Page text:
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The Houston home journal. (Perry, Houston County, Ga.) 1890-1900, May 02, 1901, Image 1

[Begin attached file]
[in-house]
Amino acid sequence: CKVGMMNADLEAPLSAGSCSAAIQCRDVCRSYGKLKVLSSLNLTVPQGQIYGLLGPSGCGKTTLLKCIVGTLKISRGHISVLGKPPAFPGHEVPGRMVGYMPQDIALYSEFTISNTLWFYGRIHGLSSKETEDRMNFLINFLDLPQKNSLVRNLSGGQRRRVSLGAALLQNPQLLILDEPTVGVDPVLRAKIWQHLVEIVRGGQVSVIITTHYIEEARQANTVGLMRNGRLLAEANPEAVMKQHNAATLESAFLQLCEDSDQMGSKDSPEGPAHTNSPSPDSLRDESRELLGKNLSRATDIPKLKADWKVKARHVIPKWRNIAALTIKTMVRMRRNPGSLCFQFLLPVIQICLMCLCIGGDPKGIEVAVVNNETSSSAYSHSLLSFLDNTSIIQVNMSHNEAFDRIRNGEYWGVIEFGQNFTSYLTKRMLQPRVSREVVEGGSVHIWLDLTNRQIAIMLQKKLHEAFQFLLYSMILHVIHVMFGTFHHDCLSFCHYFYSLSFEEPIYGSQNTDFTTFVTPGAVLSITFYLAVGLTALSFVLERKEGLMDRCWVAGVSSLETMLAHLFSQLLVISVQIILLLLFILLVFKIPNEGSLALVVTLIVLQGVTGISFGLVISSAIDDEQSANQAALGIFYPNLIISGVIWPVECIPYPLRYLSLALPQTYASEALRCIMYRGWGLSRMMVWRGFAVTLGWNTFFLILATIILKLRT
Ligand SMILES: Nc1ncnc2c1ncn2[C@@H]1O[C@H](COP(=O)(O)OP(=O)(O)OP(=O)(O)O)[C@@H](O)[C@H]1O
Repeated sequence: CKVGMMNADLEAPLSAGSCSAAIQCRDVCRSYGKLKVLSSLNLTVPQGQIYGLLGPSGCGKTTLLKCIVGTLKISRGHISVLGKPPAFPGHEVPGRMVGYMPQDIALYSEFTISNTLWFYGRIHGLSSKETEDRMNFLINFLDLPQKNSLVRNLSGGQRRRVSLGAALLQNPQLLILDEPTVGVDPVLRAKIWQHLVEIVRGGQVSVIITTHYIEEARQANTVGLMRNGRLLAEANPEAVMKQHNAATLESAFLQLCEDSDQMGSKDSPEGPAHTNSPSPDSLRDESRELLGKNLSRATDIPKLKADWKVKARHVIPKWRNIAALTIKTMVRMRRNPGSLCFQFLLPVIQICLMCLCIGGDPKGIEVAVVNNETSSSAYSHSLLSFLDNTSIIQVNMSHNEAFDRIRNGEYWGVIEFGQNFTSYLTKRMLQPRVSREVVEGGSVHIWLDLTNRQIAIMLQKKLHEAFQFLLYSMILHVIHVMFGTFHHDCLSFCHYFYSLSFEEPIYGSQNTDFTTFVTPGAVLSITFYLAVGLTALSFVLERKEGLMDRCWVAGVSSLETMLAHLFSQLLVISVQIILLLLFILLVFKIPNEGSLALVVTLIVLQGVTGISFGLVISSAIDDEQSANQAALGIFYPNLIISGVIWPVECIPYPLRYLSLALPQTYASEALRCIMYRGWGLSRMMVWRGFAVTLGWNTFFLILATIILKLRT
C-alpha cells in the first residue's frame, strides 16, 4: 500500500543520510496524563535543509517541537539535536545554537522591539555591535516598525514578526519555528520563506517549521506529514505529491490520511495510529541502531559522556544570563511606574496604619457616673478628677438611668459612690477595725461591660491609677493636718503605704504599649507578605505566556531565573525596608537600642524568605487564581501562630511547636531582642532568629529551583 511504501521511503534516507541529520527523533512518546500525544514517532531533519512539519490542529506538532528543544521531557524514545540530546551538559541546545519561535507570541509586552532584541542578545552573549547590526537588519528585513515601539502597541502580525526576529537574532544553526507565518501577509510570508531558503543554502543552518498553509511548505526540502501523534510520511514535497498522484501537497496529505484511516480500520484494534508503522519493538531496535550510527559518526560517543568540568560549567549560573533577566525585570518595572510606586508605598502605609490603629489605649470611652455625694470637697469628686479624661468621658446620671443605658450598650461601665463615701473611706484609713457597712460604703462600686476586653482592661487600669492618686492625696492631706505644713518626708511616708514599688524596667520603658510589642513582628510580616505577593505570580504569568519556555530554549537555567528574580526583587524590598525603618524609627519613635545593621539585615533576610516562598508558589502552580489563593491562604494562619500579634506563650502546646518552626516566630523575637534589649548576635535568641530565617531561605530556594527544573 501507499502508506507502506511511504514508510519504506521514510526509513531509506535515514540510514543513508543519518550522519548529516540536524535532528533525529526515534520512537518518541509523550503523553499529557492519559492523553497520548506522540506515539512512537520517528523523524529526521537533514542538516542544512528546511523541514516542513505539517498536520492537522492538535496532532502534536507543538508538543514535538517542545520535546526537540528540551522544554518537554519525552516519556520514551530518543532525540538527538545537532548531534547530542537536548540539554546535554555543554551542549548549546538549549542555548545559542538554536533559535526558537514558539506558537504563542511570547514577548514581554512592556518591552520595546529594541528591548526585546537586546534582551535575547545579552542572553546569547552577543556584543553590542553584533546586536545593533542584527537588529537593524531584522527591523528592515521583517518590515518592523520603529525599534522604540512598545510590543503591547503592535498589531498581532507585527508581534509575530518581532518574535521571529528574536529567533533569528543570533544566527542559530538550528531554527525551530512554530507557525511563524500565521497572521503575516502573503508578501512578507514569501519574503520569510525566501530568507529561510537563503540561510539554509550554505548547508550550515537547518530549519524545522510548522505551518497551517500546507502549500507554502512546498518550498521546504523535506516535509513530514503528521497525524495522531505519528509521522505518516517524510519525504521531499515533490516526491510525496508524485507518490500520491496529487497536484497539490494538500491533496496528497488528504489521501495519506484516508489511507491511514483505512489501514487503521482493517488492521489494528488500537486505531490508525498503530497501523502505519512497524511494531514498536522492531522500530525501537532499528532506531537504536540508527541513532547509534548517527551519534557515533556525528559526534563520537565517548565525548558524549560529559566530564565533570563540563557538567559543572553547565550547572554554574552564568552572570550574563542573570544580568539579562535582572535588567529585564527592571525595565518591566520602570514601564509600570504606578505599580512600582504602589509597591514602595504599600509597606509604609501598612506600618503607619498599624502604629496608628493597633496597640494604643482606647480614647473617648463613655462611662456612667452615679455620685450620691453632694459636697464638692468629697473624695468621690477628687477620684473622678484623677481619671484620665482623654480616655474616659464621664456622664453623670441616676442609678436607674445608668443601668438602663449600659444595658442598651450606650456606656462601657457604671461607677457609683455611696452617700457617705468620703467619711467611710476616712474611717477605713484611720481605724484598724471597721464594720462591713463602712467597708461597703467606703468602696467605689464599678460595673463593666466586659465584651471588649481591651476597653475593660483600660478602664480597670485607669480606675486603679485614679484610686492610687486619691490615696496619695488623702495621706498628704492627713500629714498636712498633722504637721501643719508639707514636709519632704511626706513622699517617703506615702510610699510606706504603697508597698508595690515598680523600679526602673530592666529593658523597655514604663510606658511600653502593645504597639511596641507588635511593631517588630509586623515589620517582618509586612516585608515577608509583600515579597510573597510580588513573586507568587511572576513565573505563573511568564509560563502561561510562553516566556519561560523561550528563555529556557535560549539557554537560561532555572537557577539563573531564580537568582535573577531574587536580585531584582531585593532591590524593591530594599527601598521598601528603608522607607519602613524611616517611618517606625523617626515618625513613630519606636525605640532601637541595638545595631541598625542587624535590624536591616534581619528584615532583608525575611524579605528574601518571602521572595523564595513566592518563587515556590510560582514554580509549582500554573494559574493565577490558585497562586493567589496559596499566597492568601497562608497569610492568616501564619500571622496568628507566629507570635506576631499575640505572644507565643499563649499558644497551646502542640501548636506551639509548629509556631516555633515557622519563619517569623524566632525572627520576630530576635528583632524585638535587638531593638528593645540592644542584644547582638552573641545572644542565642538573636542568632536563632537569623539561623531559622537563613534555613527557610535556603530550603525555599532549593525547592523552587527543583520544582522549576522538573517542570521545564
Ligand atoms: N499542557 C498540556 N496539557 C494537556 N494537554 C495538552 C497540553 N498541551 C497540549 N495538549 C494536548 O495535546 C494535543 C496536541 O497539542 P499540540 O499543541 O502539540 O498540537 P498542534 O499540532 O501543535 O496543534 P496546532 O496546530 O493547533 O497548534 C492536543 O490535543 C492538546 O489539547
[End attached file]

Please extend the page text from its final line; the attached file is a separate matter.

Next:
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VOL. XXX. PERRY, HOUSTON COUNTY, GA., THURSDAY, MAY 2, 1901. SCHOOL COMPOSITION. OUR STATE. By Salllc V. Bill 6th Grade, Dunbar Training School, The colony of Georgia was founded by James Oglethorpe, who was born in England. Such was the nobility and purity of his char acter that he was admired by all who knew him. His life-work was the love of his country and her unfortunate people. And when he became a very old man he was so erect and commanding in ap- pearence that he was urged to take command of the English forces in the Revolutionary war. But de clined, the King having refused to give him full authority to do jus tice to the colonies. By his own request he was made chairman of the committee for inquiring into the state jails and their inmates, i At this time a foolish ider pre vailed in England—so foolish that it would almost seem laughable if it were possible to laugh at such a grave wrong.—It was this. £ When a man owed money and could not pay it, it was supposed that the best way to make him pay was to Bhut him up in prison. Anyone knows that when a man is locked up and cannot work, it is not very easy to earn money. But this was not understood by the English, and as there were a great many hard-hearted creditors in England, the prisons were filled with poor debtors. Oglethorpe’s efforts were to better their condition, which he succeeded in most happi- k- - - Georgia is situated in the south eastern part of the United States. It is bounded on the north by Tennessee and North Carolina; on the east by South Carolina and the Atlantic ocean; on the South by Florida and on the west by Alabama. Georgia is divided into three sections, North, Middle and South Georgia. North Georgia is a mountainous region. The streams are rapid and are often broken by falls. South Georgia occupies about three-fifths of the State. It is a great plain sloping toward the Sea on one hand and the Gulf on the other. The dividing line between Middle and South Georgia is mark ed for the great change in the level of the country. A few of the counties of Geor gia are drained by the Mississippi river, the remainder being divided between the Atlantic system and the Gulf system-. The climate of Georgia is sub tropical in its character; the heat is greatly moderated by the winds from the Atlantic and the Gulf in the southern part. The natural wealth of Georgia is very great. Her forests abound in many valuable woods. Her climate suits the growth of most every kind of fruit, grain and veg etables; and the northern part yields iron, copper and coal. Val uable building stones are found in nearly all parts of the State. Among the most prominent indus tries of the State are the manufac ture of lumber and pine products. Georgia being the leading state °f the South in manufacture. _ ag riculture, railroads etc., received tbe name of “Empire State of the South.” IjAtlanta, Savannah and Augusta a re the leading cities of the State Atlanta being the capital. Old Soldier's Experience. M. M. Austin, a civil war veter an, of Winchester, Ind., writes: “My wife was sick a long time in spite of good doctor’s treatment, but was wholy cured by Dr. King’s ^ew Life Pills, which worked won ders for her health.” They always do. Try them. Only 25c at Koltzciaw’s Drugstore. . A Herd Of Irish Bulls. War on The Long Skirt. ^ rom an Iriish Baronet Short skirts for women are com- (Sir Boyle Roche) to a friend in ing into greater favor every day London, during the Irish rebellion and for good reason. They are . ; not only more convenient than My Dear Sir: Having now a: long dragging skirts, but much little peace and quietness, I sit : more serviceable. The strongest down to inform you of the dread- \ argument in favor of the short j *> ful bustle and confusion we are in i skirt is that it is much easier to ! G from these bloodthirsty rebels, • keep clean and is therefore much most of whom are, However, thamr more healthful. The subject of dress reform is being discussed We Have Opened Again God, killed and dispersed. We are in a pretty mess; can get noth ing to eat, nor any wine to drink, except whiskey, and when we sit down to dinner we are obliged to keep both hands armed; whilst I write this letter if hold a sword in one hand and a pistol in the oth- t,r. I concluded from the beginning that this would be the end of it ; and I saw I was right, for it is not half over yet, At present there are such goings on that everything is at a stand. I should have an swered your letter a fortnight ago, but I only received it this morn ing. Indeed, hardly a mail ar rives safe, without being robbed. No longer ago than yesterday the- coach with the mails from Dublin was robbed near the town; the bags had been judiciously left be hind, for fear of accidents; and by good luck, there was nobody in the coach, but two outside pas sengers, who had nothing for the thieves to take. Last Thursday an alarm was given that a gang of rebels were advancing hither, un der the French standard; but they had no colors, nor any drums ex cept, bagpipes. Immediately every man in the place, including wo men and boys, ran out to meet them. We soon found our force much too little, and they were far too near for us to think of retreat ing ; death was in the face; but to it we went, and by the time half of our party was killed we begun to be all alive. Fortunately the rebels had no guns but pistols, cutlasses and pikes; and as we had plenty of muskets and ammuni tion, we put them all to the sword; not a soul of them escap ed, except some that were drown ed in an adjoining bog; and,, in a very short time, nothing was to be heard but silence. Their uniforms were all of . different colors,, but mostly green. After the action we .went to rummage their camp. All we found was a few pikes with- ont heads, a parcel of empty bot tles full of water and a bundle of blank French commissions filled up with Irishmen’s names. Troops are now stationed everywhere round the country, which exactly squares with my ideas. Nothing, however, can save us but a union with England, which would turn our barren hills into fertile val leys. I have only leisure to add that I am in great haste, yours truly, BOYLE ROCHE.” <<p g. If you do not receive this in course it must have miss- carried; therefore, I beg you will immediately write to let me know.” Like Oliver Twist, children ask for more when given One Minute Cough Cure. Mothers endorse it highly for croup. It quickly cures all coughs and colds and every throat and lung trouble. It is a specific for grippe and asthma,and has long been a well known reme dy for whooping cough. Holtz* claw’s Drugstore. is being ! with great interest, not by women alone, but by physicians and health authorities. There is a consensus of opinion that trailing skirts were veritable germ traps and that their use out of doors should be strongly discounte nanced. It is very difficult to make fashions conform to rules of com mon sense, but the reasons for abolishing trailing skirts for street wear should be sufficient to appeal effectively to every woman who values her health. Dragging dresses are not neces sary to woman’s attractiveness.— Exf A protest against the establish ment of a horse slaughter-house in New Jersey has brought out the fact that the slaughter of horses for food is expressly permitted by law in the state of New -Jersy un der certain restrictions. Fight For Twenty Millions. War is on, it is declared, among the heirs of Collis P Huntington for the $20,000,000 which the es tate has earned since the railroad magnate’s death, August 14tli, last. Princess Hatzfeldt, his adopted daughter, is in New York and is said to be leading the fight. She was to receive $1, 000,000. If she can share in ( the increase, it means $871,487 to her, making her beqvest $1,871,487. Archer M. Huntington, the adopted son, will get one-fourth of that amount. Mrs. Collis P. Huntington and nephew, Henry E. Huntington, are the residuary legatees under the will. It is said they insist on the letter of the multi-million aire’s last testament. If they win they will get all, $20,000,000. If all the legatees share in the princely profits it will take about 1,000,000 off the increase. He is A Wonder. All who see Mr. C. F. Collier, of Cherokee, Iowa, as he is now, cheerful, erect, vigorous, without an ache, could hardly believe he is the same, who, a short time ago, had to sit in a chair, propped up by cushions, suffering intensely from an aching back, in agony if if he tried to stoop—all caused by chronic kidney trouble, that no medicine helped till he used Electric Bitters and was wholly cured by three bottles. Positively cures Backache,. Nervousness, Loss of Appetite, all Kidney troubles. Only 50c at Holtzclaw’s Drugstore. A Bostonian who has lived for years in Paris says that the reason so few injuries are inflicted in French duels is that Frenchmen in dueling invaribly use a revol ver about the size of an American toy pistol, the .bullets of which are not much larger than bird- shot. A man might be peppered with a dozen shots from such a pistol and not be hurt very much. The Best Prescription for Malaria, Chills and Fever is a bottle of Grove’s Tasteless Chill Tonic. It is simply iron and quinine in a tasteless form. No cure—no pay. Price 50c “Life is a burden imposed upon you by God. What you make of it that it will be to you. Take it up bravely, bear it on joyfully, lay it down triumphantly.” I Co8d In One I>ay To Cssre A Take Laxative Bromo Quinine Tab lets ~ A11 dm twists refund the mon- When you arebillious, use those famous little pills known as De- Witt’s Little Early Risers to cleanse the liver and bowels. They never gripe. Holtzclaw’s drugstore AFTER THE FIRE TX7"itla. a, Bran. IfcTe’w Stocks: of MEN’S AND BOYS’ SUITS, HATS AND FURNISHINGS We will be pleased to have you call. All Mail Orders G-iven Prompt Attention. Eismim im© 414 & 416 Third StJ MACON, GA. MACON’S GREATEST BARGAIN SHE. The Place Where You Can Buy. Everything that You Need to Wear at Prices from 25 to 50 Per Cent Cheap er Than Others Will Sell it to You. In this line we We sell more Shoes ! 1 111Q* than most any reg- i . CAN AND DO Shoesy_ OT J(l| ular shoe boose in Macon. Why ! EXCEL any clothing store in Ma- do we do this? Simply because we l con. Our Clothing is well made, it SELL NONE BUT THE ^|ST,« fe||’“leape’r and guarantee every pair that leaves onr house to give satisfac tory wear or ref and voar money. Men’s Shoes from Ladies’ Shoes from Children’s Shoes, Ladies’ Slippers, Children’s Slippers, 98c. to $5.00. 65c. to $3.50. 25c. to $1.50. 25c. to $2.00. 35c. to $1 50. Why not give us your Shoe trad e and save 25 to 50 per cent on every yair of Shoes needed in your fam ily? thau most clothing stores can af ford to sell you the same quality of goods. Mens Suits, $3.00 to $12.50 Youths Suite, $2.00 to $ 8 00 Childrens Suits, 65c. to $ 4 00 Boys Knee Pants, 15c to 85c Tbe largest and most complete line of Extra Pants for men in the state, 49c to $5 00 the pair. Extra Coats aod Extra Vests to fit and please aDy man in Houston county. Dry Q@@&ss, Yes, we sell everything in the Dry Goods Line—Dress Goods, Percales, Lawns, Dimities, Calicoes, Sheeiings, Shiriings, Checks, Cottonades, Tickings, Bleachings, No tions of every description, and our prices are right,* this you wi'l acknowledge after you have seen us. Straw Hats. We have the great est line of Straw Hats to be found in Macoo for MeD, Boys and Chil dren—-10c. to $1.00 each. If you want a Straw Hat come to us. This is where Millinery. yoa 63ve m half. We do not want regular Millinery prices. Here you can select your Hat and trimmings and have it trimmed while yon wait. This department is upstairs, and yon can be snited. Sailors 10c. to $1.00. O URS is the most complete store in Macon, and the only one where you can buy everything that you need to wear. Come and see us. KESSLER BROS. m